According to Chicago-based startup CakeStyle, the average woman spends 170 hours per year shopping. For busy professional women, this is time that could be spent growing their companies, or launching new ventures. Ecommerce has been a godsend for busy businesswomen who don’t have the time or desire to shop in their free time. While it’s easy to get anything you want delivered to your door with the click of a few buttons, CakeStyle takes the concept of saving time for busy women one step further by becoming a personal style assistant that delivers fashions finds that are suited according to a woman’s personal style.
Women can create an account on CakeStyle followed by a quick survey that defines a woman’s career, weekend style, brand affinity, and sizes. CakeStyle fills up a box with clothing that matches a woman’s individual style and size range, then ships off a box full of clothing. CakeStyle places a hold on each woman’s credit card for $1,000 while the clothing is in each woman’s possession, and she is free to return any items that she does not like. Anything that she falls in love with, she keeps and pays for. Women may keep the box for 10 days, and they are charged for the entirety of the box if the items are not returned within 20 days. Boxes are shipped quarterly. Because CakeStyle is targeting professional women like the traveling business consultant or newly minted law graduate, it’s likely that CakeStyle customers won’t be screaming about the credit card hold.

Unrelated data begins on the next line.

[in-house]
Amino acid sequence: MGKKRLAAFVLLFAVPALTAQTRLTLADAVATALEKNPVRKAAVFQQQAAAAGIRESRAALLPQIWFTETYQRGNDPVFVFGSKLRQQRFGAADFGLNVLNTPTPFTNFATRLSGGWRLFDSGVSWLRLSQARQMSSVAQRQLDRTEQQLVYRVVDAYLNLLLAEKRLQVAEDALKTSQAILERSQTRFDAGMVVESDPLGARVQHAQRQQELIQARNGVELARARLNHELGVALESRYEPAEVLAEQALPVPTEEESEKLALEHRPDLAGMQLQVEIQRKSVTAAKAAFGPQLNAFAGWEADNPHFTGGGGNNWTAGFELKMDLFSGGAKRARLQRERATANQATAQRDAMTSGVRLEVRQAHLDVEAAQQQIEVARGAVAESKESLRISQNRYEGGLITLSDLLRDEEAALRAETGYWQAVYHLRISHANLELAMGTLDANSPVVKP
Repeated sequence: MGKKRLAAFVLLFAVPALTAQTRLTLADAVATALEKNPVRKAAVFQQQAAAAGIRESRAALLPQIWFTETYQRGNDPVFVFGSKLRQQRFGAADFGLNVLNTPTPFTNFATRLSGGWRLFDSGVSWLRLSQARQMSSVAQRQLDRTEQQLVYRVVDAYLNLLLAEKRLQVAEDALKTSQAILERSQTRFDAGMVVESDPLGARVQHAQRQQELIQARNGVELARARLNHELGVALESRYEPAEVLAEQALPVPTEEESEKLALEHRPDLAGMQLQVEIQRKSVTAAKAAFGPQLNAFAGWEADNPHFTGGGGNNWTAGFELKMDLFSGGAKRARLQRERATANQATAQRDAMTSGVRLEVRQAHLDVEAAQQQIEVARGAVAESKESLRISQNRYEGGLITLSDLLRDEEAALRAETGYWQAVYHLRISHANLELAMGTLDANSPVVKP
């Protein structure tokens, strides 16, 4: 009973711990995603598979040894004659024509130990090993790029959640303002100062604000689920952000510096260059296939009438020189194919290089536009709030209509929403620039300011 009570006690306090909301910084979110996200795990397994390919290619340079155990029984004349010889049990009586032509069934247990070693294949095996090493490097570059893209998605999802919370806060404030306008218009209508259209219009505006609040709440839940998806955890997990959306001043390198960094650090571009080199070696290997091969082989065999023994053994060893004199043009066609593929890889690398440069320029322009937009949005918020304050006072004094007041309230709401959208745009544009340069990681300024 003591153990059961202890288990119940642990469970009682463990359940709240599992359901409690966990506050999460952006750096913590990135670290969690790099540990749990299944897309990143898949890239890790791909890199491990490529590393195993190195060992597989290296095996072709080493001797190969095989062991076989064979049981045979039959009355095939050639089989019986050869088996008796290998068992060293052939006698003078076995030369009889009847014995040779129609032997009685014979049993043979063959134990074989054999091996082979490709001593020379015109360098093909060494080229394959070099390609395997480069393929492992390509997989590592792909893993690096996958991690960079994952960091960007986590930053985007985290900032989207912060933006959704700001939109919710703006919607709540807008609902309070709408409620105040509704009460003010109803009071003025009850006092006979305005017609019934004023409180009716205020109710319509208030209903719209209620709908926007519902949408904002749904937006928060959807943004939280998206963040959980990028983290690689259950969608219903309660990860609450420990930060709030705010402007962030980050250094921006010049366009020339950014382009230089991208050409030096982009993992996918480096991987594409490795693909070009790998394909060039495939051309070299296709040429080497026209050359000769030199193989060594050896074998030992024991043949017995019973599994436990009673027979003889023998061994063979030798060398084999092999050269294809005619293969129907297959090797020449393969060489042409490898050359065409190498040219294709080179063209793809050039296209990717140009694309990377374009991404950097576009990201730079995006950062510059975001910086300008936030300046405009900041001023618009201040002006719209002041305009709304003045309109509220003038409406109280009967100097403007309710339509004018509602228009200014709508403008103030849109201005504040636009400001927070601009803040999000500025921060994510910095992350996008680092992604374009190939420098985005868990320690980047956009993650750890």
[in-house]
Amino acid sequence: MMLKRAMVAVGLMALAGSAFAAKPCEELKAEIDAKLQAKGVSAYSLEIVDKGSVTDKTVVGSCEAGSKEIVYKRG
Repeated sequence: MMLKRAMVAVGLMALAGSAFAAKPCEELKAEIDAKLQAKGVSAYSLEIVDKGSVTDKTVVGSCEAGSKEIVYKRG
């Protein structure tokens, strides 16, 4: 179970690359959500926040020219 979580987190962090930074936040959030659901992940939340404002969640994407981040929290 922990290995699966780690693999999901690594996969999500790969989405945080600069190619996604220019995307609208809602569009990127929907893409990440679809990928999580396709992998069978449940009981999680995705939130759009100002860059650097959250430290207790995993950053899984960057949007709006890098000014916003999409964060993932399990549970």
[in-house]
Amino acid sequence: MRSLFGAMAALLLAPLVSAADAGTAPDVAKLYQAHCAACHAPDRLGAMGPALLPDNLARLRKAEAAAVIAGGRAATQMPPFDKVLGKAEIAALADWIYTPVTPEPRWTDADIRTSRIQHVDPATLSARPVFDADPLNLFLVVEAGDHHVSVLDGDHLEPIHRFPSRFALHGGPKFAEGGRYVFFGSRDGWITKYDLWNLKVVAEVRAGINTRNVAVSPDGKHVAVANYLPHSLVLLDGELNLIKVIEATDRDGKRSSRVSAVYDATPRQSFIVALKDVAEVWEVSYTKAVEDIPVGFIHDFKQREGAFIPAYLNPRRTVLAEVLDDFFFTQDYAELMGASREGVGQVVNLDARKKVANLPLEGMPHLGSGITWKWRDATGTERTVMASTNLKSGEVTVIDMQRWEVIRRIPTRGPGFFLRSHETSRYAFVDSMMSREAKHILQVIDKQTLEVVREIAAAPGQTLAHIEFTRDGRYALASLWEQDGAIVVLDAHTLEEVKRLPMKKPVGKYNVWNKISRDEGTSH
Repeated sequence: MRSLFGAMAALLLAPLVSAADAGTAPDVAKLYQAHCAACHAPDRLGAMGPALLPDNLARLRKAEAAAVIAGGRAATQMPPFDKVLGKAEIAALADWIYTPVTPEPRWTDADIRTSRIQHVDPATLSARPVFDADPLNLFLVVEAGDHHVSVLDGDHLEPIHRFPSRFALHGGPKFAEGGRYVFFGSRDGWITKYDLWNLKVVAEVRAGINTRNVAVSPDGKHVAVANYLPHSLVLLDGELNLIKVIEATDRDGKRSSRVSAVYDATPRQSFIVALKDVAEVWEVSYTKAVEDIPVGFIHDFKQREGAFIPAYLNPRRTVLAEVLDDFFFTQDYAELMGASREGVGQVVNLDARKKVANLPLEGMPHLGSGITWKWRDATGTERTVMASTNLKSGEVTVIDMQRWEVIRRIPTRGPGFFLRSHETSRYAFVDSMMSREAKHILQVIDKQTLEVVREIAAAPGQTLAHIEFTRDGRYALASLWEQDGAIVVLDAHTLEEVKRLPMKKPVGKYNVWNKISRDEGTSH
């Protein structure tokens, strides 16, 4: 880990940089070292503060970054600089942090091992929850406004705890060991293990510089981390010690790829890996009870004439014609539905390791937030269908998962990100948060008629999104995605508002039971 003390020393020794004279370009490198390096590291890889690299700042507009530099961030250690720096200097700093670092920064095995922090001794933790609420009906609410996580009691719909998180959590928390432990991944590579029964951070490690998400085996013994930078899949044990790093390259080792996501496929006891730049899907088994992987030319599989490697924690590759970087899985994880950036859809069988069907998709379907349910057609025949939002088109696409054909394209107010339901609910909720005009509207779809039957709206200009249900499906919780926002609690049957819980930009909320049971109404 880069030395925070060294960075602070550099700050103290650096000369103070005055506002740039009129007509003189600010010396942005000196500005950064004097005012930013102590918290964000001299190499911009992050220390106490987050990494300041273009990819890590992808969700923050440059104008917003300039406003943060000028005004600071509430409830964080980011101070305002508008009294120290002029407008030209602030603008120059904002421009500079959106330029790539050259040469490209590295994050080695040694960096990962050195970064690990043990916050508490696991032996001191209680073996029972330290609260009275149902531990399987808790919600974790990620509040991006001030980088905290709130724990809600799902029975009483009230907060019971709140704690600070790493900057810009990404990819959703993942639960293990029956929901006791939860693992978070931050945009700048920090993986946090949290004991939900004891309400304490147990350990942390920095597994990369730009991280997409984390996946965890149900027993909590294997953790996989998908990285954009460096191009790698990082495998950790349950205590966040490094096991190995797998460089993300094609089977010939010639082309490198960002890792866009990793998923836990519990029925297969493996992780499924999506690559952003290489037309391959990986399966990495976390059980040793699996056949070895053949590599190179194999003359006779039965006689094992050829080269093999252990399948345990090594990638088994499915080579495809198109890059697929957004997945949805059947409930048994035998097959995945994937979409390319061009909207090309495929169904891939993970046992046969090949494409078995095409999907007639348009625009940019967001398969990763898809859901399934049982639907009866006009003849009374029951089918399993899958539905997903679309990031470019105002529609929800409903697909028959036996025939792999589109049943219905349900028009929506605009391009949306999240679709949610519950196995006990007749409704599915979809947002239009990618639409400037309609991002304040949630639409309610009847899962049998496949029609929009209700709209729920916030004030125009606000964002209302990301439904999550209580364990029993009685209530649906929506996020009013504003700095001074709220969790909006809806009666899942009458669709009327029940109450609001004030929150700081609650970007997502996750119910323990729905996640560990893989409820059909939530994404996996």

CakeStyle offers people to gift a dollar amount for the busy woman in their lives as well. This is a great gift idea for a new graduate just entering the workforce, or as a congratulations for landing a big promotion. Buyers can gift $100, $200, or $500.
CakeStyle was founded in 2011 by Cecelia Myers and Millie Tadewaldt and is backed by Sandbox Industries. Tadewaldt is the Managing Director for Sandbox Industries, and was previously a strategy consultant with the Boston Consulting Group. She has a JD from Harvard Law School and degrees in design and communication from UC Davis. Myers holds a BA from Indiana University, Bloomington, and has worked on a number of consumer internet startups.
Although the startup is latching onto the popular “sample box delivery” trend that was huge in 2011 and began waning in 2012, this startup delivers (literally) a solution to a problem that many professional women have. The women that are the target customers for CakeStyle don’t have the time to sit around all day and pin their favorite style finds on Pinterest, let alone shop for new trends in actual stores. CakeStyle’s business model is easy to grasp, and opens up the door for many interesting potential business partnerships with brands. Keep your eye on CakeStyle, because this startup is going to be huge.